The course explores and analyses the foundations and the main principles and rules of Environmental Law in an international, European, and comparative law perspective. In the second part, selected topics will be addressed in the three perspectives (International, European and comparative).
Expected learning outcomes
By the end of this course, students will: - have knowledge and understanding of the policy options, regulatory techniques, and implementation challenges of the environmental law, in its international, European, and comparative dimensions; - have advanced knowledge and understanding of the legal principles, approaches, and techniques of environmental law and adequate knowledge and understanding of international and European rules relating to selected areas of environmental law - understand the interplay between the different levels of environmental regulation (international, European, domestic), as well as how "legal transplants" shape the making and implementation of environmental law - be able to identify and analyse legal issues of environmental law in a multi-level system, conduct basic research of the relevant materials, report on selected issues and cases, and apply their knowledge to other cases raising similar legal issues - structure an adequate argument on practical cases, including: identify and synthesise the relevant facts, identify and analyse the applicable legal framework in a multilevel system, make a reasonable and coherent argument on the application of the rules to the facts of the case, and draw consequential conclusions. - express advanced concepts of environmental law in a multi-level and comparative perspective law in a coherent and adequate fashion, using proper legal terminology - acquire a method of independent research and study of international, European and comparative environmental law, including by learning how to search and use primary sources, case-law, and scholarship.
Lesson period: First semester
(In case of multiple editions, please check the period, as it may vary)
1. Introduction to environmental law in a complex legal landscape 1.1. The relationship between international, European, and domestic Environmental Law 1.2. The techniques, approaches and added value of the comparative law method in environmental law 2. International environmental law 2.1. History 2.2. Actors 2.3. Law-making processes 2.4. The problem of compliance 3. European environmental law 3.1. History and legal basis 3.2. Principles, policies and instruments 3.3. Implementation in Member states 4. Comparative 4.1. Different approaches to environmental law within and outside of Europe 4.2. Legal transplants 5. Selected issues/topics in an integrated international, European, and comparative perspective.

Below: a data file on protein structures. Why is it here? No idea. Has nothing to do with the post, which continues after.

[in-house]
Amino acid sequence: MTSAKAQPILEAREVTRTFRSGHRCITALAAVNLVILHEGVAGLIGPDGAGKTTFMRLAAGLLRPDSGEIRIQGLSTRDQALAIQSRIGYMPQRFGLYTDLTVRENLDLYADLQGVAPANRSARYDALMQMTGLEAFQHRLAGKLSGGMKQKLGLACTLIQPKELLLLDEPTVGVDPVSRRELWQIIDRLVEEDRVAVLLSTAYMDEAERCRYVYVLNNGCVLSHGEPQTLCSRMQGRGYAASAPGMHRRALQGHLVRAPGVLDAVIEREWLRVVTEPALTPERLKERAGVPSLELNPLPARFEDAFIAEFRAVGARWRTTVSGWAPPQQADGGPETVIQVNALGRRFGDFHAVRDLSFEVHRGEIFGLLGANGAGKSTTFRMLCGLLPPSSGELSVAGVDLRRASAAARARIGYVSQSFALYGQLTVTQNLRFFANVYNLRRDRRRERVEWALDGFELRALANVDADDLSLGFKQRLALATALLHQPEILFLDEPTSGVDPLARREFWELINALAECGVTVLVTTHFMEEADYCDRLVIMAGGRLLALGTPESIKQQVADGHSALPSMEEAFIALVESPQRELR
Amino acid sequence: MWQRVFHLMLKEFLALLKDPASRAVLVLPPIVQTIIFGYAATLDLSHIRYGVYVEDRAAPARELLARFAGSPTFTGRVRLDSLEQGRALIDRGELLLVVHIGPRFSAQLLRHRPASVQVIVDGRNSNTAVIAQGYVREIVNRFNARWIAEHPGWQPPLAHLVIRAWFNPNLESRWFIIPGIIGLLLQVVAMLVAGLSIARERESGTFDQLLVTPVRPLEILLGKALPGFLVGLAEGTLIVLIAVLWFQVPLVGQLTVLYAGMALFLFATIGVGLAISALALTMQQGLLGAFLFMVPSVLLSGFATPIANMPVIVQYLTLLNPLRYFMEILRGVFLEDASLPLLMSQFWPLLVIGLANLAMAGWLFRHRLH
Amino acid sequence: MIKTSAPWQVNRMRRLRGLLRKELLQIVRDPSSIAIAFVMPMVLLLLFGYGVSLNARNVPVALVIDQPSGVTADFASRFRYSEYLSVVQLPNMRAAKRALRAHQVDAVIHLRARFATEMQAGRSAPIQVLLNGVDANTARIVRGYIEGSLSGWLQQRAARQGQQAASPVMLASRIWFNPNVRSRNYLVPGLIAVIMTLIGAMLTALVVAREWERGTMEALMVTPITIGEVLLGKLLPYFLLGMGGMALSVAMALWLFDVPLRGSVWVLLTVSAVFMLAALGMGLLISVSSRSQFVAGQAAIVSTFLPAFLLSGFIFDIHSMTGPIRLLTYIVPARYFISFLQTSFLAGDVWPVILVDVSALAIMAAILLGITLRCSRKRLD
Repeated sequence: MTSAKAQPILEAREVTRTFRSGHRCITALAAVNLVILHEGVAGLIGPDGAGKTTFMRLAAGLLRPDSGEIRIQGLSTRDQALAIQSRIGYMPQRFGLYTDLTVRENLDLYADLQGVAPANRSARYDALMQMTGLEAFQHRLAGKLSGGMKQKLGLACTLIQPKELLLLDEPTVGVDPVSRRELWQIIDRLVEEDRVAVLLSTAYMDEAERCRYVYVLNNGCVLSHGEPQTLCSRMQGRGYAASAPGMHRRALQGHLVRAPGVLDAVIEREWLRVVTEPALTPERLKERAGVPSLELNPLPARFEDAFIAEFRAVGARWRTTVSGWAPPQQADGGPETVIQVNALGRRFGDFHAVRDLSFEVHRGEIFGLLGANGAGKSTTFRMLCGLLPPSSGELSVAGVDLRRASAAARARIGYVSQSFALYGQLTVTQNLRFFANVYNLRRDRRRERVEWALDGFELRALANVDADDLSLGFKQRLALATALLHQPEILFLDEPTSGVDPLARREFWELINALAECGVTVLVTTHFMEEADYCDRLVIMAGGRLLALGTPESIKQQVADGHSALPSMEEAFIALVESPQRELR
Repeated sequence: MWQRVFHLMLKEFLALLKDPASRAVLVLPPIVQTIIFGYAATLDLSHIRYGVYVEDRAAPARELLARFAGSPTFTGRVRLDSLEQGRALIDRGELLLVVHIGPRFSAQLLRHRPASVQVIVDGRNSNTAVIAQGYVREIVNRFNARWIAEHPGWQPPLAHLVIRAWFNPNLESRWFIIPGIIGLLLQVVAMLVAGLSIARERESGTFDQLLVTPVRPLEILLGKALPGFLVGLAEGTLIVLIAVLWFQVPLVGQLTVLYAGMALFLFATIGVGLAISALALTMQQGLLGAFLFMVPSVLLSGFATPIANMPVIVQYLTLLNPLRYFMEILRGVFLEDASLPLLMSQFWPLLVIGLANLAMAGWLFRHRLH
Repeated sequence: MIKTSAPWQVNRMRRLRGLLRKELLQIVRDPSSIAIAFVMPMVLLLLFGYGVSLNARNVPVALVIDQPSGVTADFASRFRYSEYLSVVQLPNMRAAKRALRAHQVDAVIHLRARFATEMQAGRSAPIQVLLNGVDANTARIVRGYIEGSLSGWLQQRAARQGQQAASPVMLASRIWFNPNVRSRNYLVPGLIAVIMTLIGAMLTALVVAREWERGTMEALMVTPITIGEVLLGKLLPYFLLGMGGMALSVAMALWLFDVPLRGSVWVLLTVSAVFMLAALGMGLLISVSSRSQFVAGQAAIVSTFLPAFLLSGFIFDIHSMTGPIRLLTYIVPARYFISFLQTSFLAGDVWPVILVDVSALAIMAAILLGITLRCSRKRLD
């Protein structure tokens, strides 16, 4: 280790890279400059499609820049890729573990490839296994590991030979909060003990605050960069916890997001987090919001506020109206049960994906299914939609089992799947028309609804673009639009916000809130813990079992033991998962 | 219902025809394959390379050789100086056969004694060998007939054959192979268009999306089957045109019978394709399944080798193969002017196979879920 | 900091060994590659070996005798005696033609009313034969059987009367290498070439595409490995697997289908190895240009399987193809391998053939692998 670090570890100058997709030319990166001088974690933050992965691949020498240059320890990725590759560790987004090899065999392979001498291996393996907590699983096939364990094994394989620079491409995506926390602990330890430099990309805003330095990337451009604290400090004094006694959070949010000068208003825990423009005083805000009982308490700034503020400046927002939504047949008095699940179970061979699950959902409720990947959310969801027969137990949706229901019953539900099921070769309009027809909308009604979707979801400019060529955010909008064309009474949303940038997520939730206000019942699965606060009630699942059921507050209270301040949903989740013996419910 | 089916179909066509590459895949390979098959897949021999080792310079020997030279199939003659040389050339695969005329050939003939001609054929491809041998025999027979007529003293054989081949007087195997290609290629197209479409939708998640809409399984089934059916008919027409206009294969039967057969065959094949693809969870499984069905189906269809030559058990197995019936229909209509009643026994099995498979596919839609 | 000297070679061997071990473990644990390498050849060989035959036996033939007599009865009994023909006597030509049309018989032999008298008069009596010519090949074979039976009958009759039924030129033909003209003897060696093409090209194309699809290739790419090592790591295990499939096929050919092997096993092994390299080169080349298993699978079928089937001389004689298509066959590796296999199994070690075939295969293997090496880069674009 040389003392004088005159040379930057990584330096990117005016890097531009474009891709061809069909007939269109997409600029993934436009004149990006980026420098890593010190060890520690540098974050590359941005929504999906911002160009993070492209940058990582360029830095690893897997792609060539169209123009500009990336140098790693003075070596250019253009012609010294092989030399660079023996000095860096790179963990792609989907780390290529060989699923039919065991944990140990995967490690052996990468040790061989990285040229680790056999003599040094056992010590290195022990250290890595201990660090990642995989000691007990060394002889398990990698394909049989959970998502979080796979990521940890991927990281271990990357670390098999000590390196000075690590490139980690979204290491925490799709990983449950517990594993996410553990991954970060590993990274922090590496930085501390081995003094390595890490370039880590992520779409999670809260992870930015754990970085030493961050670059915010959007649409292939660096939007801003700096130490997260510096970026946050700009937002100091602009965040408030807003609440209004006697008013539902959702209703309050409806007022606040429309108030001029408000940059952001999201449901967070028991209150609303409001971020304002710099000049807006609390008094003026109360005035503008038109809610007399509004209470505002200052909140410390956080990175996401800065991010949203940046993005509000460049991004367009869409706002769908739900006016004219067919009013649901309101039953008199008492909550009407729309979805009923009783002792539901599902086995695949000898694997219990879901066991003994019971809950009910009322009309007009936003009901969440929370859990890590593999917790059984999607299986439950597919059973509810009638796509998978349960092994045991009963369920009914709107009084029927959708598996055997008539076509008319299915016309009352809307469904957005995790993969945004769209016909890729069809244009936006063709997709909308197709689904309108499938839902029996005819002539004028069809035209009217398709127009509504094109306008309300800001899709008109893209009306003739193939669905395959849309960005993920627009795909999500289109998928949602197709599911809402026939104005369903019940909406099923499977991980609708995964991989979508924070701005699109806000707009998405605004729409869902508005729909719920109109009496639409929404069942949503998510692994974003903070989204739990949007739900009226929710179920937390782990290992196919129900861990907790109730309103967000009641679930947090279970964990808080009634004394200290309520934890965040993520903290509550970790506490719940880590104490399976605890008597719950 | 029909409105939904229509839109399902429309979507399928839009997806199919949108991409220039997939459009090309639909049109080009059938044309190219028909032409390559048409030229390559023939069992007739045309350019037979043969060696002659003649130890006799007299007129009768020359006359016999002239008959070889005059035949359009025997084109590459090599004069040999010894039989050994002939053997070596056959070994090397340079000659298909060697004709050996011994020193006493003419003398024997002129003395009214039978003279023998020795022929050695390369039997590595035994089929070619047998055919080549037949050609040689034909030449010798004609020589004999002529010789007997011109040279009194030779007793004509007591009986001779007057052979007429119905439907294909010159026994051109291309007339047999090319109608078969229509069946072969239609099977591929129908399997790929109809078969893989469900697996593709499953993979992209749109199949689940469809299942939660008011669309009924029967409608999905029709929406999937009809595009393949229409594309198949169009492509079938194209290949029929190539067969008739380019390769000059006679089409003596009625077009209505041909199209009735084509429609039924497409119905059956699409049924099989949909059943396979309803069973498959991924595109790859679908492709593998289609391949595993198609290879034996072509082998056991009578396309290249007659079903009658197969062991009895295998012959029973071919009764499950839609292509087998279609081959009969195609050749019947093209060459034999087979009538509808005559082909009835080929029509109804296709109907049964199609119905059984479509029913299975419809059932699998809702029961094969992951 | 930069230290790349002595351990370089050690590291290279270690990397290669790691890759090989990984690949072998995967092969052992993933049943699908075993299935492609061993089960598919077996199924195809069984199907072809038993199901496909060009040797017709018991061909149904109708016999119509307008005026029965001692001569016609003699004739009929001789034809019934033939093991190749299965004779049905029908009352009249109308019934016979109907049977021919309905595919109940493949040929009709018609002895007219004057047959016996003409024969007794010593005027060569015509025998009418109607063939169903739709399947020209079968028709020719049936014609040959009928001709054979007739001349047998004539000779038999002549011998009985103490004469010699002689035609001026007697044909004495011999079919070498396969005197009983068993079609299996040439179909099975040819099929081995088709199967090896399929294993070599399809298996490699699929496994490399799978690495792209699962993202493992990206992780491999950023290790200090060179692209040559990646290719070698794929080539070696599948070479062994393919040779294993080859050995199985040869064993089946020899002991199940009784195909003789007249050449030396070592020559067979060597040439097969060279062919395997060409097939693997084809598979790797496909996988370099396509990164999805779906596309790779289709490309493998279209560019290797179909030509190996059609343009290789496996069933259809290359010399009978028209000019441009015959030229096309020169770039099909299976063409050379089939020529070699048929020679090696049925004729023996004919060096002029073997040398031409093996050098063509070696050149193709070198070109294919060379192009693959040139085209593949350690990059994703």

Prerequisites for admission
Students of the LM in Sustainable Development must have passed all the exams of the first year in order to attend the course. For other students, there are no formal prerequisites to take the course. However, it is strongly recommended that students taking this exam have previous basic instruction in both Public International Law and EU law.
Course attendance is mandatory, meaning that students will be required to attend at least 70% of classes. During the course, traditional lectures will be alternated with class discussion, case-law analysis, and workshops. Students are expected to read the material in advance of the class in order to actively participate in discussions.
The following textbook will provide students with the basic elements of knowledge for the Course: - P.M. Dupuy and J. Viñuales, International Environmental Law, 2nd edn, Cambridge University Press, 2017, Chapters 1,2,3,8, and 9. - Ludwig Kramer, EU Environmental Law, Sweet & Maxwell, 2016 (Objectives, Principles and Conditions; Actors, Instruments, Decision-making Procedures; Union Powers and Member State Powers; Horizontal Measures; Legal Aspects of Integrating Environmental Requirements; Implementation; EC Environmental Law and Policy) Further mandatory and suggested readings will be given during the course and be available on the ARIEL page of the Course
Assessment methods and Criteria
The final mark/grade will be expressed in **/30. Students will be assessed upon: a) active participation in the course and to the activities that form an integral part of it, including the writing and presentation of a short essay (3.000 words) on an assigned topic or case (*/20); b) the mark obtained in the written exams composed of multiple-choice questions and one open question, to be chosen in a roaster of three (*/10).